For most people in the U.K., Christmas is a big deal, full of food, friends and family. But for many of the elderly, it’s a day just like any other. A lonely one.
A new ad from nonprofit Age U.K. seeks to raise support for senior citizens around the holidays. In it, an old man named John repeats his daily routine—getting out of bed, getting dressed, having a morning cup of tea, walking to the grocery store, walking home, settling into a recliner to watch TV before turning in.
The seasons change in the background. Birds sing in the spring; neighbors spray their kids with garden hoses in the summer; the leaves turn as trick-or-treaters go door-to-door, squealing with glee. Eventually, John drags himself through the snow to the supermarket, only to find the parking lot desolate.
“No one should have no one,” reads the onscreen tagline, tying the PSA into an ongoing campaign from the organization.
Created by agency Drum and directed by Philippe Andre, the minute-long ad is a deft piece of filmic storytelling. It conveys the man’s loneliness with incredible efficiency through subtly shifting scenery and other heartbreaking details—John might get a friendly smile from the checkout clerk, but nothing in the way of substantive contact—all while a happy couple is joking in line behind them.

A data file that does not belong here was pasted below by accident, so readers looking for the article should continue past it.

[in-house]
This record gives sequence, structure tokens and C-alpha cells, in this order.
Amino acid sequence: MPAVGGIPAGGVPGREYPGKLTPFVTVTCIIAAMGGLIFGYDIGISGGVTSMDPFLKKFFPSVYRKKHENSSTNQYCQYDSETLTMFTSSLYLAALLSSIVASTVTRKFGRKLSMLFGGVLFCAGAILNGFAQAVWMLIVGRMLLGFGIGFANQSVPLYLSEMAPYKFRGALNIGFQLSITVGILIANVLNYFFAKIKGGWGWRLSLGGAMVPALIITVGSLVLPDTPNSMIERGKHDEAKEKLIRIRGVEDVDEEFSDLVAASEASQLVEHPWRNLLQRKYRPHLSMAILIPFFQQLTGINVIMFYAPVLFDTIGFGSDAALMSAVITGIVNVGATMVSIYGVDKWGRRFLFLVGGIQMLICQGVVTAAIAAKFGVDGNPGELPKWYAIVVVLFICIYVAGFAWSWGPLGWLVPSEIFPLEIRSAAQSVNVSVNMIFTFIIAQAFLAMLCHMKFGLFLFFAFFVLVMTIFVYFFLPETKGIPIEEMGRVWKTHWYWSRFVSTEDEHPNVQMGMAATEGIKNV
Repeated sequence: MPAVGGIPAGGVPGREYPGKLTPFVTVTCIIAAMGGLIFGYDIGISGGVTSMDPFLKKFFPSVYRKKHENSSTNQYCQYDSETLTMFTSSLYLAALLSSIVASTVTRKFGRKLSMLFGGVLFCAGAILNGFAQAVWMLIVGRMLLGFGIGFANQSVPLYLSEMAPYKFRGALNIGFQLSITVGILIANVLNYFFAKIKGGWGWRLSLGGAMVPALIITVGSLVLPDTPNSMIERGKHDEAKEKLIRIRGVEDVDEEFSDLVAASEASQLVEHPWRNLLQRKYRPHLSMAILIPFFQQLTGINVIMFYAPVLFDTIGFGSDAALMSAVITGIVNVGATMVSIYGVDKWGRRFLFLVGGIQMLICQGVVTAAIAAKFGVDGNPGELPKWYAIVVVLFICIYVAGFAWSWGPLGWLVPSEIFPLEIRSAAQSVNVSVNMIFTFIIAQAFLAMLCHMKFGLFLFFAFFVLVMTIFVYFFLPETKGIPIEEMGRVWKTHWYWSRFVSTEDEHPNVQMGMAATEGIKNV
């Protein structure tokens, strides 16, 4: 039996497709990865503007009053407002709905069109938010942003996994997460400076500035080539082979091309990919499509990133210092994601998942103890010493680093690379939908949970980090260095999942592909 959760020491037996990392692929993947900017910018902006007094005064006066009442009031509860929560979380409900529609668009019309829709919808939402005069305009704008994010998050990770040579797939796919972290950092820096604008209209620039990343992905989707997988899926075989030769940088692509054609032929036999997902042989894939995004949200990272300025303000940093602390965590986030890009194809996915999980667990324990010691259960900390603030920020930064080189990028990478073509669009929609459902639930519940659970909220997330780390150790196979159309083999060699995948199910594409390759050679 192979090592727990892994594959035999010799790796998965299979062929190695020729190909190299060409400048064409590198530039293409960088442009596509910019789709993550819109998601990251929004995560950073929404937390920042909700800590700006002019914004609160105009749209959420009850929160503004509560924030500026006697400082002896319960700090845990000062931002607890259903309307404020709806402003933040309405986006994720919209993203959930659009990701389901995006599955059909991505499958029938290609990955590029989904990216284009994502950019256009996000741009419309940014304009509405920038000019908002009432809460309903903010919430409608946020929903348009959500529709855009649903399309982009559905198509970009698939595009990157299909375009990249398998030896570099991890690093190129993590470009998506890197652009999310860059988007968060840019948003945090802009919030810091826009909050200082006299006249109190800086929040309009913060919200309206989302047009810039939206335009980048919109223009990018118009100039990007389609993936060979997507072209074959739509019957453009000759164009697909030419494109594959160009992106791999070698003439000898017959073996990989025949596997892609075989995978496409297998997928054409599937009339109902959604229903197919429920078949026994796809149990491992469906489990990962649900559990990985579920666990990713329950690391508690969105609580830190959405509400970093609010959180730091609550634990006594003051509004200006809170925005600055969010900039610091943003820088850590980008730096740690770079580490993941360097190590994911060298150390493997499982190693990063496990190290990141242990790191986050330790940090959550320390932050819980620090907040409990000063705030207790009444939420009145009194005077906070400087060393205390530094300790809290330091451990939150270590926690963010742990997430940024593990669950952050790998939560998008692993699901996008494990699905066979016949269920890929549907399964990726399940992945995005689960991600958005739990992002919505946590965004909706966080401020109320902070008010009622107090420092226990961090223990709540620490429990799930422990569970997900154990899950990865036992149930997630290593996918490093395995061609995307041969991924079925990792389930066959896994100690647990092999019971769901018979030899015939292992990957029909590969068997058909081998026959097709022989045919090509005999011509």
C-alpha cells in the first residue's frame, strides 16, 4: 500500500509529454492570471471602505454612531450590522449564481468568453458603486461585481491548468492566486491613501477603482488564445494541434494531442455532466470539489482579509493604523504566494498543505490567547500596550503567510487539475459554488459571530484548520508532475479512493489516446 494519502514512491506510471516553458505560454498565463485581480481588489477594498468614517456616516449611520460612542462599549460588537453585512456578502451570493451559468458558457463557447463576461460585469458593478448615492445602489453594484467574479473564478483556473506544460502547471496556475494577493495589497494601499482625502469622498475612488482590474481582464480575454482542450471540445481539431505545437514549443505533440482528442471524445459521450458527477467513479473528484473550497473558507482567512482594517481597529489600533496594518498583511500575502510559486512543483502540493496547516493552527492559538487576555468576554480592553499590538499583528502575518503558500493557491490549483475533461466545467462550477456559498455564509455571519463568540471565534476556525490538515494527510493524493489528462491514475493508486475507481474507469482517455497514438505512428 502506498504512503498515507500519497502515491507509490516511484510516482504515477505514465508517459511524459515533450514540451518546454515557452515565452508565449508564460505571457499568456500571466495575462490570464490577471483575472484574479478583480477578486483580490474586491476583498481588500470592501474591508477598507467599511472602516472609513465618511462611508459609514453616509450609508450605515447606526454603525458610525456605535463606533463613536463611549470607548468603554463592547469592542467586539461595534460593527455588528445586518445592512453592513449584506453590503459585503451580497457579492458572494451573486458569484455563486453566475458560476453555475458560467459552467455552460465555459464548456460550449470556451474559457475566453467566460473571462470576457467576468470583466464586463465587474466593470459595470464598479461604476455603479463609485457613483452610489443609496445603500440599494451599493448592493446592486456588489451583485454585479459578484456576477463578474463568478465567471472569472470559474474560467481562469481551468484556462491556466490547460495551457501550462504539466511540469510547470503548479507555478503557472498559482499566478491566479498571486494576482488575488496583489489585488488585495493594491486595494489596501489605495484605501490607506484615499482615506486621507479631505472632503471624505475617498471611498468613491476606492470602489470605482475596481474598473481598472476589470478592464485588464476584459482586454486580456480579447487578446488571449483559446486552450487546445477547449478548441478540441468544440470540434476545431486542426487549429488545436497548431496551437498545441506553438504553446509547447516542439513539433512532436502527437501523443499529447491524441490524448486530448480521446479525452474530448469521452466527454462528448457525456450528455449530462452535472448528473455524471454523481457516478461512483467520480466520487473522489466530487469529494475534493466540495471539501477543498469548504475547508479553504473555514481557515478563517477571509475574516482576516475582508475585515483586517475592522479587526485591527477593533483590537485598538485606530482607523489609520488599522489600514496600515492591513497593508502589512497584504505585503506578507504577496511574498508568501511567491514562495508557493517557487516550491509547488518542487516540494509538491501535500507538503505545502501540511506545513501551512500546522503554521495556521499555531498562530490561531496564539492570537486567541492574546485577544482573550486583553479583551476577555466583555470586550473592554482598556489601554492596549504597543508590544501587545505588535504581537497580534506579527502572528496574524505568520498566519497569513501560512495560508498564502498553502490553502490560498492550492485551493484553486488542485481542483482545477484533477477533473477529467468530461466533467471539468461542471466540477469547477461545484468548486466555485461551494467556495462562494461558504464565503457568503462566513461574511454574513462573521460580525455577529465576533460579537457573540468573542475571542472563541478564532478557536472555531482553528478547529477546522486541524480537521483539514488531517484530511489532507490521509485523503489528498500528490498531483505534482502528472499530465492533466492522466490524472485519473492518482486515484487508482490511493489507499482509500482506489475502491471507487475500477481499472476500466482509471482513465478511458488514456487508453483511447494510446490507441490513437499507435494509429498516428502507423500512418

Passersby on the street blankly go about their business—jogging, texting, talking. His neighbors seem not to even realize the man exists.
Key to the ad’s success, meanwhile, is the voiceover, delivered in the style of the greeting on John’s answering machine. Hesitant and pleading from the get-go, he keeps changing it, trying alternate combinations in increasingly desperate hopes someone will actually leave him a message—no one does.
That angle is particularly powerful in light of one of Age U.K.’s many services—putting volunteers on the phone with older people for weekly “befriending” calls. It’s the sort of small gesture that illustrates the kind of crushing isolation the population in question might be facing.
Some 1.4 million older people in England say Christmas is a day that just passes them by, reports marketing website The Drum (not to be confused with the agency behind the new ad). And that’s just one data point speaking to the larger issue.
Media shop Manning Gottleib OMD is also involved in the campaign, expanding its reach through a partnership with Channel 4, as well as through digital billboards, and on social media, with messages carefully timed to maximize impact during the busy holiday advertising season.
All in all, it seems like a better way to address the problem than one German supermarket’s dark take about how elderly men should get their distant offspring to visit for Christmas. Though that brand, to be fair, has taken a less bleak approach on yuletide this year … everything being relative.